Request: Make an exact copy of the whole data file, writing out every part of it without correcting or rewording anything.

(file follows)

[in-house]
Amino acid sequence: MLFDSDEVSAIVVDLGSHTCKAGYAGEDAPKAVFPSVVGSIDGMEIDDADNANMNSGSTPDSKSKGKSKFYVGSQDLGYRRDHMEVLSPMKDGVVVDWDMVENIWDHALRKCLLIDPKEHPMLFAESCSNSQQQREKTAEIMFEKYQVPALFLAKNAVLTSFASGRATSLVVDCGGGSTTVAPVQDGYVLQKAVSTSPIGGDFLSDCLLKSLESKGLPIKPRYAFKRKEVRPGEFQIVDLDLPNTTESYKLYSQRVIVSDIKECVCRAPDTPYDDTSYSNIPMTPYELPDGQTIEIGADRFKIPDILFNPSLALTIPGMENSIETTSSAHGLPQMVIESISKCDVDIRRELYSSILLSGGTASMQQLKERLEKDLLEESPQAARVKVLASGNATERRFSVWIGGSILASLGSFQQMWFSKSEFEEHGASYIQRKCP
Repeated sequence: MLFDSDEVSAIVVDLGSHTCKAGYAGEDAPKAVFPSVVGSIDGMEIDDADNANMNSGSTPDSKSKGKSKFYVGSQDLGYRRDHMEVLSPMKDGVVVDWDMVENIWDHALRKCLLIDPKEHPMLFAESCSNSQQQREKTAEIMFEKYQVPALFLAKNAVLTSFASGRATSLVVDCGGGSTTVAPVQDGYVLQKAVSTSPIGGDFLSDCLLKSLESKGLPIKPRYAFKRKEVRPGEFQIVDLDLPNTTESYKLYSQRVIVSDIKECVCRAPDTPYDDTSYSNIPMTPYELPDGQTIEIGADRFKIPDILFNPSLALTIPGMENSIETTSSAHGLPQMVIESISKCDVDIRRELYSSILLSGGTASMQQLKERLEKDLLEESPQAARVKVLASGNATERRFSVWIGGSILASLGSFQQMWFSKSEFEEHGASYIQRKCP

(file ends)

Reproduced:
[in-house]
Amino acid sequence: MLFDSDEVSAIVVDLGSHTCKAGYAGEDAPKAVFPSVVGSIDGMEIDDADNANMNSGSTPDSKSKGKSKFYVGSQDLGYRRDHMEVLSPMKDGVVVDWDMVENIWDHALRKCLLIDPKEHPMLFAESCSNSQQQREKTAEIMFEKYQVPALFLAKNAVLTSFASGRATSLVVDCGGGSTTVAPVQDGYVLQKAVSTSPIGGDFLSDCLLKSLESKGLPIKPRYAFKRKEVRPGEFQIVDLDLPNTTESYKLYSQRVIVSDIKECVCRAPDTPYDDTSYSNIPMTPYELPDGQTIEIGADRFKIPDILFNPSLALTIPGMENSIETTSSAHGLPQMVIESISKCDVDIRRELYSSILLSGGTASMQQLKERLEKDLLEESPQAARVKVLASGNATERRFSVWIGGSILASLGSFQQMWFSKSEFEEHGASYIQRKCP
Repeated sequence: MLFDSDEVSAIVVDLGSHTCKAGYAGEDAPKAVFPSVVGSIDGMEIDDADNANMNSGSTPDSKSKGKSKFYVGSQDLGYRRDHMEVLSPMKDGVVVDWDMVENIWDHALRKCLLIDPKEHPMLFAESCSNSQQQREKTAEIMFEKYQVPALFLAKNAVLTSFASGRATSLVVDCGGGSTTVAPVQDGYVLQKAVSTSPIGGDFLSDCLLKSLESKGLPIKPRYAFKRKEVRPGEFQIVDLDLPNTTESYKLYSQRVIVSDIKECVCRAPDTPYDDTSYSNIPMTPYELPDGQTIEIGADRFKIPDILFNPSLALTIPGMENSIETTSSAHGLPQMVIESISKCDVDIRRELYSSILLSGGTASMQQLKERLEKDLLEESPQAARVKVLASGNATERRFSVWIGGSILASLGSFQQMWFSKSEFEEHGASYIQRKCP